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Targeting EEG/LFP Synchrony with Neural Nets
Yitong Li · michael Murias · samantha Major · geraldine Dawson · Kafui Dzirasa · Lawrence Carin · David Carlson

Wed Dec 06 06:30 PM -- 10:30 PM (PST) @ Pacific Ballroom #142

We consider the analysis of Electroencephalography (EEG) and Local Field Potential (LFP) datasets, which are “big” in terms of the size of recorded data but rarely have sufficient labels required to train complex models (e.g., conventional deep learning methods). Furthermore, in many scientific applications, the goal is to be able to understand the underlying features related to the classification, which prohibits the blind application of deep networks. This motivates the development of a new model based on {\em parameterized} convolutional filters guided by previous neuroscience research; the filters learn relevant frequency bands while targeting synchrony, which are frequency-specific power and phase correlations between electrodes. This results in a highly expressive convolutional neural network with only a few hundred parameters, applicable to smaller datasets. The proposed approach is demonstrated to yield competitive (often state-of-the-art) predictive performance during our empirical tests while yielding interpretable features. Furthermore, a Gaussian process adapter is developed to combine analysis over distinct electrode layouts, allowing the joint processing of multiple datasets to address overfitting and improve generalizability. Finally, it is demonstrated that the proposed framework effectively tracks neural dynamics on children in a clinical trial on Autism Spectrum Disorder.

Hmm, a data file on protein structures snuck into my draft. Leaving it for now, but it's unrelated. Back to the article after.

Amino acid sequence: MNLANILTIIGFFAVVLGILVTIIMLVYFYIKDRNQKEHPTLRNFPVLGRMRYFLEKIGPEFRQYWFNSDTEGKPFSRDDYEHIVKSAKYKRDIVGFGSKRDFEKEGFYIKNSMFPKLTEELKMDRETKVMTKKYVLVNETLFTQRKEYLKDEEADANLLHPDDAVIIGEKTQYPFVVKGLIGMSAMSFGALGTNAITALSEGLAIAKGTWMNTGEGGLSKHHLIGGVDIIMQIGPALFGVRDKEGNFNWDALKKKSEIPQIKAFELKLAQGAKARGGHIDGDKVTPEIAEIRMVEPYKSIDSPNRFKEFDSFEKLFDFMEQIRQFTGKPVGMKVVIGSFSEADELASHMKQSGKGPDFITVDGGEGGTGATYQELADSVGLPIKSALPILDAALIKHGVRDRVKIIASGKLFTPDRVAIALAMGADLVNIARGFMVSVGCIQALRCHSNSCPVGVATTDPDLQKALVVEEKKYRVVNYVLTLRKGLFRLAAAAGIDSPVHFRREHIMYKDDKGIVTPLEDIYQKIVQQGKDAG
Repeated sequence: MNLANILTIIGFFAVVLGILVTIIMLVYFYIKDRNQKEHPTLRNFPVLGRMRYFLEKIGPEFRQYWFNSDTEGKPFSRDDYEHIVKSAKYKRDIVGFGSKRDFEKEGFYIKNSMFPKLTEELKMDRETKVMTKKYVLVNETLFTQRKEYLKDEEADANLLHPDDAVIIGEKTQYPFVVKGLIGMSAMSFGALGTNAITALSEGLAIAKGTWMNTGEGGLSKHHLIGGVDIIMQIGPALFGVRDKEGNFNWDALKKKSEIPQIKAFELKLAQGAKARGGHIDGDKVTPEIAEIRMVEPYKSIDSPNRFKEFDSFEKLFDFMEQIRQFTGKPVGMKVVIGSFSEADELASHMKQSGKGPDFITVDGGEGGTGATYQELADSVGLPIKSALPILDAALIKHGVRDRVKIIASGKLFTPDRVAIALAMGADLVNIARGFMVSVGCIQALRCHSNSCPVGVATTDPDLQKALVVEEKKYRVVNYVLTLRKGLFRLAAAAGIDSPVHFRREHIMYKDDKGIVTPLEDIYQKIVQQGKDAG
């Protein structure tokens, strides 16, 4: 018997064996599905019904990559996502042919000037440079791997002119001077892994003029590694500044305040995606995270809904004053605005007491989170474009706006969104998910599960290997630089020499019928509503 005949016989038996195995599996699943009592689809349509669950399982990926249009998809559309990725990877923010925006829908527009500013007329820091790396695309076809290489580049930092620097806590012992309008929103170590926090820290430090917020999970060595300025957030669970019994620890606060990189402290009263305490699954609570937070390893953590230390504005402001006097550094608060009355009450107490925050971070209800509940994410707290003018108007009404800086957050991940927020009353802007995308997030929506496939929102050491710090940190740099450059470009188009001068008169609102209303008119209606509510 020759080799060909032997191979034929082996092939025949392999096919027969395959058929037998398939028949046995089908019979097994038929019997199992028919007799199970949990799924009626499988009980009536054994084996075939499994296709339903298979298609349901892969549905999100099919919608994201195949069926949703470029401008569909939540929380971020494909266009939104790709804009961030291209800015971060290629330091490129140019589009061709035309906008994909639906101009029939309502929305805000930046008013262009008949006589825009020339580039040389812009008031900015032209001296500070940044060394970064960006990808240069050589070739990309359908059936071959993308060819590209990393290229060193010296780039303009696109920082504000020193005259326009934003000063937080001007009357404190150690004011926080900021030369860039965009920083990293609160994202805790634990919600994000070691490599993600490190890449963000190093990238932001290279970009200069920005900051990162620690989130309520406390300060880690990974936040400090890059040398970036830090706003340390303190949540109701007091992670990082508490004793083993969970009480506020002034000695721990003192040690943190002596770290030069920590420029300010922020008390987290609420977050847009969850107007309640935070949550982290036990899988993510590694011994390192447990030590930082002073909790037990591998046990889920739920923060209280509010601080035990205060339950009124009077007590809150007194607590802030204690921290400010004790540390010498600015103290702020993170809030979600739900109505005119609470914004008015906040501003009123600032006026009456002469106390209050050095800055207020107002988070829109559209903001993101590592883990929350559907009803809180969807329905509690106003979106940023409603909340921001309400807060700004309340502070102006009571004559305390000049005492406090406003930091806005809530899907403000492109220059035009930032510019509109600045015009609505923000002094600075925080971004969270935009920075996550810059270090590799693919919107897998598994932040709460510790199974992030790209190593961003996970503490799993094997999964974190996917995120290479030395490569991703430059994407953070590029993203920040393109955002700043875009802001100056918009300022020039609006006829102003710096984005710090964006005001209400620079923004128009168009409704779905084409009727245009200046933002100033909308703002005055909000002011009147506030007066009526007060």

Author Information

Yitong Li (Duke University)
michael Murias (Duke University)
samantha Major
geraldine Dawson (Duke University)
Kafui Dzirasa (Duke University)

Kafui Dzirasa completed a PhD in Neurobiology at Duke University. His research interests focus on understanding how changes in the brain produce neurological and mental illness, and his graduate work has led to several distinctions including: the Somjen Award for Most Outstanding Dissertation Thesis, the Ruth K. Broad Biomedical Research Fellowship, the UNCF·Merck Graduate Science Research Fellowship, and the Wakeman Fellowship. Kafui obtained an MD from the Duke University School of Medicine in 2009, and he completed residency training in General Psychiatry in 2016. Kafui received the Charles Johnson Leadership Award in 2007, and he was recognized as one of Ebony magazine’s 30 Young Leaders of the Future in February 2008. He has also been awarded the International Mental Health Research Organization Rising Star Award, the Sydney Baer Prize for Schizophrenia Research, and his laboratory was featured on CBS 60 Minutes in 2011. In 2016, he was awarded the inaugural Duke Medical Alumni Emerging Leader Award and the Presidential Early Career Award for Scientists and Engineers: The Nation’s highest award for scientists and engineers in the early stages of their independent research careers. In 2017, he was recognized as 40 under 40 in Health by the National Minority Quality Forum, and the Engineering Alumni of the Year from UMBC. He was induced into the American Society for Clinical Investigation in 2019. Kafui has served as an Associate Scientific Advisor for the journal Science Translational Medicine, and he was a member of the Congressional-mandated Next Generation Research Initiative. He currently serves on the Editorial Advisory Board for TEDMED, and the NIH Director’s guiding committee for the BRAIN Initiative. Kafui is an Associate Professor at Duke University with appointments in the Departments of Psychiatry and Behavioral Sciences, Neurobiology, Biomedical Engineering, and Neurosurgery. His ultimate goal is to combine his research, medical training, and community experience to improve outcomes for diverse communities suffering from Neurological and Psychiatric illness.

Lawrence Carin (Duke University)
David Carlson (Duke University)

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